In my conversation with the company, we discussed the potential for proliferating user numbers at relatively low cost. This was something I discussed in the context of SAP and BI, comparing SAP's approach via its BusinessObjects acquisition and a wee company I stumbled across doing great things: PivotLink.
COA has tended to be carefully acquisitive but the saas trend is giving it pause for thought. There are not that many potential targets that would readily fit into its current portfolio. What's more, it's unlikely there will be many candidates in the near term, even though the company knows it will have to restart acquiring in the next 6-9 months. That pre-supposes COA doesn't plan any major changes to its vertical market strategy.
Being in a position where for the moment at least it has to figure out saas for itself means COA has a difficult time articulating benefits. It is only understanding what benefits are likely to accrue to customers as it takes tentative steps towards saas/on-demand. While I appreciate COA's caution and see why it is placing those types of bet, I think there are better ways to work this one out.
In the meantime, while I have no doubt that both companies will do well in large part because they are both well managed and have solid cash positions they are running the risk of having maintenance revenues come increasingly under the spotlight. Yesterday, Ray Wang argued that:
- Continued weakness in the economy. Vendor revenues continue to decline as new license sales drop and vendors become more dependent on support and maintenance revenues. Customers looking to upgrade or commit to new apps can expect vendors to be more generous on the support and maintenance front.
- Dated and inflexible architecture of legacy applications. Change in business models, workplace dynamics, and macro economic conditions apply new pressures to aging systems purchased pre-Y2K. Customers seek paths to upgrade but are limited by economic pressures.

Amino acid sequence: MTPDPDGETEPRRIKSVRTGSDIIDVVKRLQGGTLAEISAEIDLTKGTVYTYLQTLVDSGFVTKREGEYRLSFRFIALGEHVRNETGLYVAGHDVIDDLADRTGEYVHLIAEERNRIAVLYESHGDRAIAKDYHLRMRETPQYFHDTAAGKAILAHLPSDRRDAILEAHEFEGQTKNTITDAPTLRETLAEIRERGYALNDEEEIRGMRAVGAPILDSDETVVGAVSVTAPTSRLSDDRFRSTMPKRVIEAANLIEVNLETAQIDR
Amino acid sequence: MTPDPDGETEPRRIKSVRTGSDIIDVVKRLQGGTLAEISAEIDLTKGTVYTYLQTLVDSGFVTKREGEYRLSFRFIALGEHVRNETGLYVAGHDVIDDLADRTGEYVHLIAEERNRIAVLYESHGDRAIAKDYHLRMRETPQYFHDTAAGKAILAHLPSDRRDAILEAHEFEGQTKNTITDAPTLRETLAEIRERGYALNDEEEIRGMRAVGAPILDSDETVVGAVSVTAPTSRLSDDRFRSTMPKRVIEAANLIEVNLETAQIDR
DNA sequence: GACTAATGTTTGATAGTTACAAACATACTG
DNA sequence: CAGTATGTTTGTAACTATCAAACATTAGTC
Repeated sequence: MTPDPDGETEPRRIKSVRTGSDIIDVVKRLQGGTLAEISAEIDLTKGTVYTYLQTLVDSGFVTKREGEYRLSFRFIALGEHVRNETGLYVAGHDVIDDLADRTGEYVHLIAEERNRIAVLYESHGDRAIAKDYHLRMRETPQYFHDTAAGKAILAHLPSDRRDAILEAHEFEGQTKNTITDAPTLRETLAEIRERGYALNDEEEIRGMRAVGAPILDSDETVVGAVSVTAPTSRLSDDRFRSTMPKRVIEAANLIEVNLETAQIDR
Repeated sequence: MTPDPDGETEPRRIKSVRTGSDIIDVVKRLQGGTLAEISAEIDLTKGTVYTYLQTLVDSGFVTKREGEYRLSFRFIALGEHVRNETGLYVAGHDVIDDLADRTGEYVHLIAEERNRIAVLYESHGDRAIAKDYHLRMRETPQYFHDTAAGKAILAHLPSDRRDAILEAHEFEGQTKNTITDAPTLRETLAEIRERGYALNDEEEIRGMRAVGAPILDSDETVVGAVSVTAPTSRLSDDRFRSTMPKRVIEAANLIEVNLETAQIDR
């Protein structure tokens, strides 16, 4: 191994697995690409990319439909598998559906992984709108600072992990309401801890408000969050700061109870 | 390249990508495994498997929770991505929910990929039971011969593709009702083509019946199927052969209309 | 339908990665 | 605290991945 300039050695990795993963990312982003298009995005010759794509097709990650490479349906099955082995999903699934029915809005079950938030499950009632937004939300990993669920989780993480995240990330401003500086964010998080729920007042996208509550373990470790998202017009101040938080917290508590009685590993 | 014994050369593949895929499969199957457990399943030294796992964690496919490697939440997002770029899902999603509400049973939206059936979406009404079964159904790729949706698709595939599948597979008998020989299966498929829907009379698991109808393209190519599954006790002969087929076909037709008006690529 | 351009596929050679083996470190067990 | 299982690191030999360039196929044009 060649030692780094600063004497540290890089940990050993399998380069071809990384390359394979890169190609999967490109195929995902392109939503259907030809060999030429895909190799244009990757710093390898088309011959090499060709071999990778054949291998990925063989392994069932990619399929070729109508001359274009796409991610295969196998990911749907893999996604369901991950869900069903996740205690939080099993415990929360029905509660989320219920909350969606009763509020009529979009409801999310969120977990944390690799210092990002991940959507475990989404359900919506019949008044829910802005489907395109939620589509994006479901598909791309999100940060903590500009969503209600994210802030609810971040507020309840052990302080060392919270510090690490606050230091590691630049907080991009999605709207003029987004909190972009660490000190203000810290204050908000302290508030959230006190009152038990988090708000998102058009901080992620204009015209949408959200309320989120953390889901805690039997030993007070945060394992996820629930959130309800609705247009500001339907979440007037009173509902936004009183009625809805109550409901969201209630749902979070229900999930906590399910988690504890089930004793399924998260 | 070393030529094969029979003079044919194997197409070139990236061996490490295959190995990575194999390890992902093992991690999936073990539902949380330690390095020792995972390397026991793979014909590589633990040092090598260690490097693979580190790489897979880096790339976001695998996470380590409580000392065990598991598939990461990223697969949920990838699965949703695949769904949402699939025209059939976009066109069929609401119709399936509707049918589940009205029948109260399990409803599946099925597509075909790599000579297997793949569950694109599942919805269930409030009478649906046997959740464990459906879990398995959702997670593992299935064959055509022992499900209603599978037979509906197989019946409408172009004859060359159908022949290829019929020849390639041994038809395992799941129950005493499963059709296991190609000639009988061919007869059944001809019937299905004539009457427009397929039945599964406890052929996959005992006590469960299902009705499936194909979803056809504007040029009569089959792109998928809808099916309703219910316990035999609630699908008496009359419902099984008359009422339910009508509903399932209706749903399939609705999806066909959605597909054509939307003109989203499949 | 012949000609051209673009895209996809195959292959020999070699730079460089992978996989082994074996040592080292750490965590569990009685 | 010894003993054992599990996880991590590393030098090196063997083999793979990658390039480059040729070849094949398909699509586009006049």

- Vendor awareness of customer discontent with existing support offerings. Customers now seek to understand what value vendors deliver in their support and maintenance agreements. Many vendors have proactively responded by improving service or making appropriate concessions.
- Growing acceptance of third party maintenance (3PM) options. Vendors such as Rimini Street and Spinnaker have proven to the market that they can deliver 3PM to an array of ERP applications. Cutting maintenance fees by 50% or more can free up funds for innovation or pay for the next upgrade.
While Ray is targeting the larger vendors, the same general principles can be applied to any vendor. SAP and Oracle can withstand a degree of pressure on the maintenance issue, smaller vendors are less able to do so. It's a matter of scale.
The industry as a whole is in a state of generalized top line license revenue decline, a trend I see no sign of reversing in organic terms. Shaving even 10-20% from the high margin maintenance line item will have a much larger impact on smaller players.
That suggests to me that rather than 'wait and see' on saas, the better strategy is to consider an orderly but progressive switch to a services based business that embraces saas across as many categories as possible in the next 1-3 years.